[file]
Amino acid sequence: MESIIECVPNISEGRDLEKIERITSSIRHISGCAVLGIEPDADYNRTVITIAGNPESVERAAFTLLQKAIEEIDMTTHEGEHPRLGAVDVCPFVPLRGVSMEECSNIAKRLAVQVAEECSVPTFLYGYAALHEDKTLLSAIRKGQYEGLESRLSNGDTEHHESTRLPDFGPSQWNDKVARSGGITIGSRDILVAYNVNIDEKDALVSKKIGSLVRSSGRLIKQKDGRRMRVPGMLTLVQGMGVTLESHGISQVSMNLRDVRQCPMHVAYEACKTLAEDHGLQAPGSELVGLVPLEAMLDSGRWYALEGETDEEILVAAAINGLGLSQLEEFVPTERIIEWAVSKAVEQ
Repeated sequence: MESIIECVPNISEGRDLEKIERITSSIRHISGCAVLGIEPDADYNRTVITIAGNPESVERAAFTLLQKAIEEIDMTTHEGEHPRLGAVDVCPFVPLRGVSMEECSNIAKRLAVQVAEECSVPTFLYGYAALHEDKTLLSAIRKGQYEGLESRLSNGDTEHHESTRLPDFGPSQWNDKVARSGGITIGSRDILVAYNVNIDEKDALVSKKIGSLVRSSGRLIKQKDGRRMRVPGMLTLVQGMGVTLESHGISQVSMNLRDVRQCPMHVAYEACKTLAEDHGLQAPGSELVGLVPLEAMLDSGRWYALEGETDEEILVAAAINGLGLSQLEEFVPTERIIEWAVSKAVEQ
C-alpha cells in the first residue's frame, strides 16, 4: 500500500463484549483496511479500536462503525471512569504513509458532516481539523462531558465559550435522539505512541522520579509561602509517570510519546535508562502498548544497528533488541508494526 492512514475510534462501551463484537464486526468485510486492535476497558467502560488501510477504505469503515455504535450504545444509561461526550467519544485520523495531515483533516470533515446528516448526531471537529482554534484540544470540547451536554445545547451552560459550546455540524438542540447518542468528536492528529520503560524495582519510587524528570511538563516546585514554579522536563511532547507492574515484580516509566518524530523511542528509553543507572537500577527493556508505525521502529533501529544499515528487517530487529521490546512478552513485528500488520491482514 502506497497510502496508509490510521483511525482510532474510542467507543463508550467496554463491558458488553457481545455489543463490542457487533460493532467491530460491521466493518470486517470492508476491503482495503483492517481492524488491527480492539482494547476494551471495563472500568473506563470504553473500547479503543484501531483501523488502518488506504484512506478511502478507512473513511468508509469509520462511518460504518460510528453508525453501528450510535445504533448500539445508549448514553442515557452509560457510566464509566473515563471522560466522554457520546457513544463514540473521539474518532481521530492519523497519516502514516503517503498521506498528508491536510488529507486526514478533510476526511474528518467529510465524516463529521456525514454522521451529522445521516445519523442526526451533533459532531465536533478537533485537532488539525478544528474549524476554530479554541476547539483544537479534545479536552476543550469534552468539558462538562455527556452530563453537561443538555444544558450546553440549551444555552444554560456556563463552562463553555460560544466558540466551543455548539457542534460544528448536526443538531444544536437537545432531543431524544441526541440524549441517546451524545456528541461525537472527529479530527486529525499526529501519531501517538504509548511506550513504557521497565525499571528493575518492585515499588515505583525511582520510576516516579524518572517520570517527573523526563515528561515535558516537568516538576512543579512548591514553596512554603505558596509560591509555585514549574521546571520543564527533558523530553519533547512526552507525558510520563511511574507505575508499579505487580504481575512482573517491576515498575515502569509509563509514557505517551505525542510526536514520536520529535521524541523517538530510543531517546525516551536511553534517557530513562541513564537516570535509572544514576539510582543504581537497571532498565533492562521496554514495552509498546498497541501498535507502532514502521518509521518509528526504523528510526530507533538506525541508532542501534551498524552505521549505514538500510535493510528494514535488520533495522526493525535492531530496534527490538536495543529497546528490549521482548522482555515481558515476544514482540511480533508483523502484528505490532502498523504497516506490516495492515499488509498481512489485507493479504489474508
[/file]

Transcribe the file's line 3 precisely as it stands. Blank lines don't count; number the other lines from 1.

C-alpha cells in the first residue's frame, strides 16, 4: 500500500463484549483496511479500536462503525471512569504513509458532516481539523462531558465559550435522539505512541522520579509561602509517570510519546535508562502498548544497528533488541508494526 492512514475510534462501551463484537464486526468485510486492535476497558467502560488501510477504505469503515455504535450504545444509561461526550467519544485520523495531515483533516470533515446528516448526531471537529482554534484540544470540547451536554445545547451552560459550546455540524438542540447518542468528536492528529520503560524495582519510587524528570511538563516546585514554579522536563511532547507492574515484580516509566518524530523511542528509553543507572537500577527493556508505525521502529533501529544499515528487517530487529521490546512478552513485528500488520491482514 502506497497510502496508509490510521483511525482510532474510542467507543463508550467496554463491558458488553457481545455489543463490542457487533460493532467491530460491521466493518470486517470492508476491503482495503483492517481492524488491527480492539482494547476494551471495563472500568473506563470504553473500547479503543484501531483501523488502518488506504484512506478511502478507512473513511468508509469509520462511518460504518460510528453508525453501528450510535445504533448500539445508549448514553442515557452509560457510566464509566473515563471522560466522554457520546457513544463514540473521539474518532481521530492519523497519516502514516503517503498521506498528508491536510488529507486526514478533510476526511474528518467529510465524516463529521456525514454522521451529522445521516445519523442526526451533533459532531465536533478537533485537532488539525478544528474549524476554530479554541476547539483544537479534545479536552476543550469534552468539558462538562455527556452530563453537561443538555444544558450546553440549551444555552444554560456556563463552562463553555460560544466558540466551543455548539457542534460544528448536526443538531444544536437537545432531543431524544441526541440524549441517546451524545456528541461525537472527529479530527486529525499526529501519531501517538504509548511506550513504557521497565525499571528493575518492585515499588515505583525511582520510576516516579524518572517520570517527573523526563515528561515535558516537568516538576512543579512548591514553596512554603505558596509560591509555585514549574521546571520543564527533558523530553519533547512526552507525558510520563511511574507505575508499579505487580504481575512482573517491576515498575515502569509509563509514557505517551505525542510526536514520536520529535521524541523517538530510543531517546525516551536511553534517557530513562541513564537516570535509572544514576539510582543504581537497571532498565533492562521496554514495552509498546498497541501498535507502532514502521518509521518509528526504523528510526530507533538506525541508532542501534551498524552505521549505514538500510535493510528494514535488520533495522526493525535492531530496534527490538536495543529497546528490549521482548522482555515481558515476544514482540511480533508483523502484528505490532502498523504497516506490516495492515499488509498481512489485507493479504489474508